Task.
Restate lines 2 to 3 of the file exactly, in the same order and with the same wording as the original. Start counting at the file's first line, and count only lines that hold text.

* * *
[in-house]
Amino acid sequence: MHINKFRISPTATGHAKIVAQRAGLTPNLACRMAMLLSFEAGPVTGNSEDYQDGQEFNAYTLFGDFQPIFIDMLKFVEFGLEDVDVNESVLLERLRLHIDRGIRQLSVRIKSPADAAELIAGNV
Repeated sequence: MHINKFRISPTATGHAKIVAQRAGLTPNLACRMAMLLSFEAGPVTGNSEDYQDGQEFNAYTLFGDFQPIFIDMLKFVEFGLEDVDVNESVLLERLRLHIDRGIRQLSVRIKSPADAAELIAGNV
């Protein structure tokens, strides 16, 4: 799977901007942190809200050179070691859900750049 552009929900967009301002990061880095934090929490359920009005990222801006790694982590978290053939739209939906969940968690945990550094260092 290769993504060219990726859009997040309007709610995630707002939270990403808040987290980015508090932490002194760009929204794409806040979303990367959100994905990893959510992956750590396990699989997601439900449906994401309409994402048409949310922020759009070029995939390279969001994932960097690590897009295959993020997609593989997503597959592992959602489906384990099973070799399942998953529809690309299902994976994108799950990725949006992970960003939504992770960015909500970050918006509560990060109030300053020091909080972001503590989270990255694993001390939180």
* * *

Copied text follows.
Amino acid sequence: MHINKFRISPTATGHAKIVAQRAGLTPNLACRMAMLLSFEAGPVTGNSEDYQDGQEFNAYTLFGDFQPIFIDMLKFVEFGLEDVDVNESVLLERLRLHIDRGIRQLSVRIKSPADAAELIAGNV
Repeated sequence: MHINKFRISPTATGHAKIVAQRAGLTPNLACRMAMLLSFEAGPVTGNSEDYQDGQEFNAYTLFGDFQPIFIDMLKFVEFGLEDVDVNESVLLERLRLHIDRGIRQLSVRIKSPADAAELIAGNV